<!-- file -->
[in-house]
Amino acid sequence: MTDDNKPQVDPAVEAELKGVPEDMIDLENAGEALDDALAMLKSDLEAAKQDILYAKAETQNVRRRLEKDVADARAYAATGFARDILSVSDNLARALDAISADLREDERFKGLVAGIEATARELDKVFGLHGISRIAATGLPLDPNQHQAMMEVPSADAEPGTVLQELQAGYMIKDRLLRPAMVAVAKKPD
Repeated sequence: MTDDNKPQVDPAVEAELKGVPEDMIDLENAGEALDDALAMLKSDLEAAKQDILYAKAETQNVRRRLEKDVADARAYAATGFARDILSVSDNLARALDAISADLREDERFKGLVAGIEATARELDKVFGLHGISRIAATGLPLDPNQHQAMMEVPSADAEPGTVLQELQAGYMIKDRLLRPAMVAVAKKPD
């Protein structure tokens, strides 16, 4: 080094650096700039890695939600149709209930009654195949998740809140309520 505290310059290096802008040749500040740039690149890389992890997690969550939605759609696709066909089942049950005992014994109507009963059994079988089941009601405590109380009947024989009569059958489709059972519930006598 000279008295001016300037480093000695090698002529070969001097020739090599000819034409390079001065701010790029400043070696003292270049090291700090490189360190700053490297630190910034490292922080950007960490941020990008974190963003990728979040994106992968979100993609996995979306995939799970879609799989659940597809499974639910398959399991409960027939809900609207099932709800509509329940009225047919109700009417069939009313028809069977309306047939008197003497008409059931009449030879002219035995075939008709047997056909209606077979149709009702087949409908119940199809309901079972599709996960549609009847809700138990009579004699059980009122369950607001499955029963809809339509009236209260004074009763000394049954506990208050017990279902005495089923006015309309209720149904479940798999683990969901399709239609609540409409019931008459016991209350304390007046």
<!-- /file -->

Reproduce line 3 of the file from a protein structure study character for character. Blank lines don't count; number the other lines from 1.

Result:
Repeated sequence: MTDDNKPQVDPAVEAELKGVPEDMIDLENAGEALDDALAMLKSDLEAAKQDILYAKAETQNVRRRLEKDVADARAYAATGFARDILSVSDNLARALDAISADLREDERFKGLVAGIEATARELDKVFGLHGISRIAATGLPLDPNQHQAMMEVPSADAEPGTVLQELQAGYMIKDRLLRPAMVAVAKKPD